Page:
Completing the trilogy that included the sublime Nostalgia for the Light and The Pearl Button, Guzmán’s characteristically contemplative commingling of the personal and political takes as its driving metaphor the mountain range which once protected and isolated Chile from the outside world. Exiled since the 1973 coup, Guzmán returns to Santiago, city of his childhood, to ponder – with help from others – what the timeless wall of the Andes Cordillera means to Chilean culture. As ever, his methodology is measured, lyrical (Samuel Laho’s crystalline landscape images are stunning), philosophically allusive and politically pertinent: the film’s second half includes a tribute to cameraman Pablo Salas, who remained in Pinochet’s Chile to film protest and oppression. Salas’ archive represents the need for documentation and remembrance, watchwords for Guzmán since he made The Battle of Chile four decades ago.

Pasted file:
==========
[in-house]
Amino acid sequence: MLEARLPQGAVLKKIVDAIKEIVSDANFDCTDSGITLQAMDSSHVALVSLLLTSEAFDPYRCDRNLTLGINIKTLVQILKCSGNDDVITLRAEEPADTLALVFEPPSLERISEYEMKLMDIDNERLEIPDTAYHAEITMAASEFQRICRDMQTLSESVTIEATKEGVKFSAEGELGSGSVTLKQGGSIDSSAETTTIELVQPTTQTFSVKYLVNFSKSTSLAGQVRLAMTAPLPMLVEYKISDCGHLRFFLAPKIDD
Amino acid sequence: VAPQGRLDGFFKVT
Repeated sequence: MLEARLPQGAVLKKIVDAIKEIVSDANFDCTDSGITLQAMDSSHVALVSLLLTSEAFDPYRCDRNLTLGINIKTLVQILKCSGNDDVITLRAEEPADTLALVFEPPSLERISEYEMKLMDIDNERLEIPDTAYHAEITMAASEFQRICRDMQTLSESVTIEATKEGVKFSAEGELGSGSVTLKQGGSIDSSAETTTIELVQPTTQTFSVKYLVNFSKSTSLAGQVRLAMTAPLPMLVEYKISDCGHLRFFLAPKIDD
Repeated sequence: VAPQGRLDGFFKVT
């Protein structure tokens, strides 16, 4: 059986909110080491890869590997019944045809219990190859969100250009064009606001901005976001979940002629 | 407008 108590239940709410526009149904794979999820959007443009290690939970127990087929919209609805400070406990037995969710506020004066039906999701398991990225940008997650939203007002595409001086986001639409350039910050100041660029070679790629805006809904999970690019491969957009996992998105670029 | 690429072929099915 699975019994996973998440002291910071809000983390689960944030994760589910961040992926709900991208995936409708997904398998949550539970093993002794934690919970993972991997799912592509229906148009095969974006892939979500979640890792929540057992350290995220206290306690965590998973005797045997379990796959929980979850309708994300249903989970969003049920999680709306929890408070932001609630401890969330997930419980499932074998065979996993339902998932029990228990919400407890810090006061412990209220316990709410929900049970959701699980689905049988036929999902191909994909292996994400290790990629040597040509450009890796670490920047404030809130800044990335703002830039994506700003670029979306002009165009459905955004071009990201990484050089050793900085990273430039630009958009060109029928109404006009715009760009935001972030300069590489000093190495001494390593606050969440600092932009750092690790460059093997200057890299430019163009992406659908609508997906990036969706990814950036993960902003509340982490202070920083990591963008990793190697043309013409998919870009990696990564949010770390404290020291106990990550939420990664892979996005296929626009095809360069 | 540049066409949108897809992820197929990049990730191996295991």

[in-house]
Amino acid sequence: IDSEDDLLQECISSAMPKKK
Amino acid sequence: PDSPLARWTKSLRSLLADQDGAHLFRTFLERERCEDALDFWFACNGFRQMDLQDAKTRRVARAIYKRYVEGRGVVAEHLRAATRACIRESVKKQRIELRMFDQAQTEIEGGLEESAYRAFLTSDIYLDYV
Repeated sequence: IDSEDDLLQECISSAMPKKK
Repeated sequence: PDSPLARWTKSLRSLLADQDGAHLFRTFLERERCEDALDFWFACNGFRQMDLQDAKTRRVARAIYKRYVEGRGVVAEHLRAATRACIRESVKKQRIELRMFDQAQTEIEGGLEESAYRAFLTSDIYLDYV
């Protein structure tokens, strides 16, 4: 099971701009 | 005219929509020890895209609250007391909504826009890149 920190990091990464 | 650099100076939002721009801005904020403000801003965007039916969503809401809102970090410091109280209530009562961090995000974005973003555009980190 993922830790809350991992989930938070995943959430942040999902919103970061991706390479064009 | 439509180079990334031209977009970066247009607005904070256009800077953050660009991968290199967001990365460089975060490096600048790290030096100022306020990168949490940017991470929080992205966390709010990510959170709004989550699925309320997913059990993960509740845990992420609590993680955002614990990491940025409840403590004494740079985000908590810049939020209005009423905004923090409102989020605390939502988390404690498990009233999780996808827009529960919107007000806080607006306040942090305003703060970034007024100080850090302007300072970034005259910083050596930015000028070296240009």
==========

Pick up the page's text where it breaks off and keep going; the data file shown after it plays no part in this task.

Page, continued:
Fri, 11 Oct 2019
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